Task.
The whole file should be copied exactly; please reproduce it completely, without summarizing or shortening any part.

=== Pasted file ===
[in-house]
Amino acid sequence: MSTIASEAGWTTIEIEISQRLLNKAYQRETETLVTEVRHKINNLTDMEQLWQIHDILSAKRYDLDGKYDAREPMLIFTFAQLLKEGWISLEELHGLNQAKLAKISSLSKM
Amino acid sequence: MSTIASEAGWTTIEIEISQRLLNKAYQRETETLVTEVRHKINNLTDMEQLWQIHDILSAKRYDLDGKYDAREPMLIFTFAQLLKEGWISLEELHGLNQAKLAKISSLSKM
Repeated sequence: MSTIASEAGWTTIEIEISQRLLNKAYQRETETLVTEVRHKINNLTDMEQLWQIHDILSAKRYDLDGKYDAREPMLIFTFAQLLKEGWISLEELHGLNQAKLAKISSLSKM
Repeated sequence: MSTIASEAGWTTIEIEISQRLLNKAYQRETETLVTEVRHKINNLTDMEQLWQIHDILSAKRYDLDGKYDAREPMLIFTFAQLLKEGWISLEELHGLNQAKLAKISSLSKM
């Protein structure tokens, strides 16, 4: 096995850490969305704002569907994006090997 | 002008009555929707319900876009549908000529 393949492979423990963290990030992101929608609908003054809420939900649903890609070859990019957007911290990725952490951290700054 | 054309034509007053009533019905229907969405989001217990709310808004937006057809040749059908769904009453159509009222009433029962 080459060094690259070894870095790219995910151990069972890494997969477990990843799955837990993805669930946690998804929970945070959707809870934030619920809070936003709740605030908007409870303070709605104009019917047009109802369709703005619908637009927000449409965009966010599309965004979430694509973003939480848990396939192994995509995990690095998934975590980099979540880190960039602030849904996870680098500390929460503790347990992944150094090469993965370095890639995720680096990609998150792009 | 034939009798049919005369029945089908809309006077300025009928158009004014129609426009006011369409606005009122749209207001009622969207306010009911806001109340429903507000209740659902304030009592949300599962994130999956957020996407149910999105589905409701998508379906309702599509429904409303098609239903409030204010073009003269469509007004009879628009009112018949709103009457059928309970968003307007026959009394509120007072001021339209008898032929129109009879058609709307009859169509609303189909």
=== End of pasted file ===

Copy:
[in-house]
Amino acid sequence: MSTIASEAGWTTIEIEISQRLLNKAYQRETETLVTEVRHKINNLTDMEQLWQIHDILSAKRYDLDGKYDAREPMLIFTFAQLLKEGWISLEELHGLNQAKLAKISSLSKM
Amino acid sequence: MSTIASEAGWTTIEIEISQRLLNKAYQRETETLVTEVRHKINNLTDMEQLWQIHDILSAKRYDLDGKYDAREPMLIFTFAQLLKEGWISLEELHGLNQAKLAKISSLSKM
Repeated sequence: MSTIASEAGWTTIEIEISQRLLNKAYQRETETLVTEVRHKINNLTDMEQLWQIHDILSAKRYDLDGKYDAREPMLIFTFAQLLKEGWISLEELHGLNQAKLAKISSLSKM
Repeated sequence: MSTIASEAGWTTIEIEISQRLLNKAYQRETETLVTEVRHKINNLTDMEQLWQIHDILSAKRYDLDGKYDAREPMLIFTFAQLLKEGWISLEELHGLNQAKLAKISSLSKM
């Protein structure tokens, strides 16, 4: 096995850490969305704002569907994006090997 | 002008009555929707319900876009549908000529 393949492979423990963290990030992101929608609908003054809420939900649903890609070859990019957007911290990725952490951290700054 | 054309034509007053009533019905229907969405989001217990709310808004937006057809040749059908769904009453159509009222009433029962 080459060094690259070894870095790219995910151990069972890494997969477990990843799955837990993805669930946690998804929970945070959707809870934030619920809070936003709740605030908007409870303070709605104009019917047009109802369709703005619908637009927000449409965009966010599309965004979430694509973003939480848990396939192994995509995990690095998934975590980099979540880190960039602030849904996870680098500390929460503790347990992944150094090469993965370095890639995720680096990609998150792009 | 034939009798049919005369029945089908809309006077300025009928158009004014129609426009006011369409606005009122749209207001009622969207306010009911806001109340429903507000209740659902304030009592949300599962994130999956957020996407149910999105589905409701998508379906309702599509429904409303098609239903409030204010073009003269469509007004009879628009009112018949709103009457059928309970968003307007026959009394509120007072001021339209008898032929129109009879058609709307009859169509609303189909």